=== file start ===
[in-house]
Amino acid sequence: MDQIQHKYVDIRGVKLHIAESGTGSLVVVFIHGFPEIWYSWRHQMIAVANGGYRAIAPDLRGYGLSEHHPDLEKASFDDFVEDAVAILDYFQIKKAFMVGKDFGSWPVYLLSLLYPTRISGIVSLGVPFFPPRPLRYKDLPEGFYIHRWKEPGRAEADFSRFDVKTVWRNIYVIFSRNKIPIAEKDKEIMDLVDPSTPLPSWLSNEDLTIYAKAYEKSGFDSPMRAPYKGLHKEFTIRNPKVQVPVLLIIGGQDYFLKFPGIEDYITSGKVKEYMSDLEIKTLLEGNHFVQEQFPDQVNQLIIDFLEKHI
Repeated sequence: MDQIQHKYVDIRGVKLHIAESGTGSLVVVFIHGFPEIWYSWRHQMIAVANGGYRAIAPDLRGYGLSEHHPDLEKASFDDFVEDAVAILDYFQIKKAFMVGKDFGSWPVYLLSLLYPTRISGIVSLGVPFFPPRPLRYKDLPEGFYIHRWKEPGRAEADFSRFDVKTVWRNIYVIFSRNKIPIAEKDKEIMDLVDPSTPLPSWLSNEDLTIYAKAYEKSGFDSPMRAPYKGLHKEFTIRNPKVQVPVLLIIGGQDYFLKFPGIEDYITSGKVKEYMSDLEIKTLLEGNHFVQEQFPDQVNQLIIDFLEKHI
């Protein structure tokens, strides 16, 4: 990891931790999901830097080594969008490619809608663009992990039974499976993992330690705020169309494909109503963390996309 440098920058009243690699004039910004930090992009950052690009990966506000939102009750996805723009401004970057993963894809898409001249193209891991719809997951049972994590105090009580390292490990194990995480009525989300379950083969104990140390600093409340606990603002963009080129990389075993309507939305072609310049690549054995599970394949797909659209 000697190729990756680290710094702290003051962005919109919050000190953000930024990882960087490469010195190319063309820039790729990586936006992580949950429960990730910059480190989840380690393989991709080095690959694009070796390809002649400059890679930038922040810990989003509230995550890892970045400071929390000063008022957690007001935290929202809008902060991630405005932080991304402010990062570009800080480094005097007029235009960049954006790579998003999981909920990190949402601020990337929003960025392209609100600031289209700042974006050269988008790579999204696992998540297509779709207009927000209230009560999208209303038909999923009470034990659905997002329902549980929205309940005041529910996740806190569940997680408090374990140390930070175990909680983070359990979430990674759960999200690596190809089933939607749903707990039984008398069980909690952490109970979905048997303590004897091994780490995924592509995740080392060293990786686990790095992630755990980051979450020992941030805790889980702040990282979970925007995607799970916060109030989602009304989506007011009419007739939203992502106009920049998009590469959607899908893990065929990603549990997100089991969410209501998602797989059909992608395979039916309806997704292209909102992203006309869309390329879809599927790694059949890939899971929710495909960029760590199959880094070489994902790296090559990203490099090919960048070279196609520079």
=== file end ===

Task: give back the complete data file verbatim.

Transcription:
[in-house]
Amino acid sequence: MDQIQHKYVDIRGVKLHIAESGTGSLVVVFIHGFPEIWYSWRHQMIAVANGGYRAIAPDLRGYGLSEHHPDLEKASFDDFVEDAVAILDYFQIKKAFMVGKDFGSWPVYLLSLLYPTRISGIVSLGVPFFPPRPLRYKDLPEGFYIHRWKEPGRAEADFSRFDVKTVWRNIYVIFSRNKIPIAEKDKEIMDLVDPSTPLPSWLSNEDLTIYAKAYEKSGFDSPMRAPYKGLHKEFTIRNPKVQVPVLLIIGGQDYFLKFPGIEDYITSGKVKEYMSDLEIKTLLEGNHFVQEQFPDQVNQLIIDFLEKHI
Repeated sequence: MDQIQHKYVDIRGVKLHIAESGTGSLVVVFIHGFPEIWYSWRHQMIAVANGGYRAIAPDLRGYGLSEHHPDLEKASFDDFVEDAVAILDYFQIKKAFMVGKDFGSWPVYLLSLLYPTRISGIVSLGVPFFPPRPLRYKDLPEGFYIHRWKEPGRAEADFSRFDVKTVWRNIYVIFSRNKIPIAEKDKEIMDLVDPSTPLPSWLSNEDLTIYAKAYEKSGFDSPMRAPYKGLHKEFTIRNPKVQVPVLLIIGGQDYFLKFPGIEDYITSGKVKEYMSDLEIKTLLEGNHFVQEQFPDQVNQLIIDFLEKHI
């Protein structure tokens, strides 16, 4: 990891931790999901830097080594969008490619809608663009992990039974499976993992330690705020169309494909109503963390996309 440098920058009243690699004039910004930090992009950052690009990966506000939102009750996805723009401004970057993963894809898409001249193209891991719809997951049972994590105090009580390292490990194990995480009525989300379950083969104990140390600093409340606990603002963009080129990389075993309507939305072609310049690549054995599970394949797909659209 000697190729990756680290710094702290003051962005919109919050000190953000930024990882960087490469010195190319063309820039790729990586936006992580949950429960990730910059480190989840380690393989991709080095690959694009070796390809002649400059890679930038922040810990989003509230995550890892970045400071929390000063008022957690007001935290929202809008902060991630405005932080991304402010990062570009800080480094005097007029235009960049954006790579998003999981909920990190949402601020990337929003960025392209609100600031289209700042974006050269988008790579999204696992998540297509779709207009927000209230009560999208209303038909999923009470034990659905997002329902549980929205309940005041529910996740806190569940997680408090374990140390930070175990909680983070359990979430990674759960999200690596190809089933939607749903707990039984008398069980909690952490109970979905048997303590004897091994780490995924592509995740080392060293990786686990790095992630755990980051979450020992941030805790889980702040990282979970925007995607799970916060109030989602009304989506007011009419007739939203992502106009920049998009590469959607899908893990065929990603549990997100089991969410209501998602797989059909992608395979039916309806997704292209909102992203006309869309390329879809599927790694059949890939899971929710495909960029760590199959880094070489994902790296090559990203490099090919960048070279196609520079």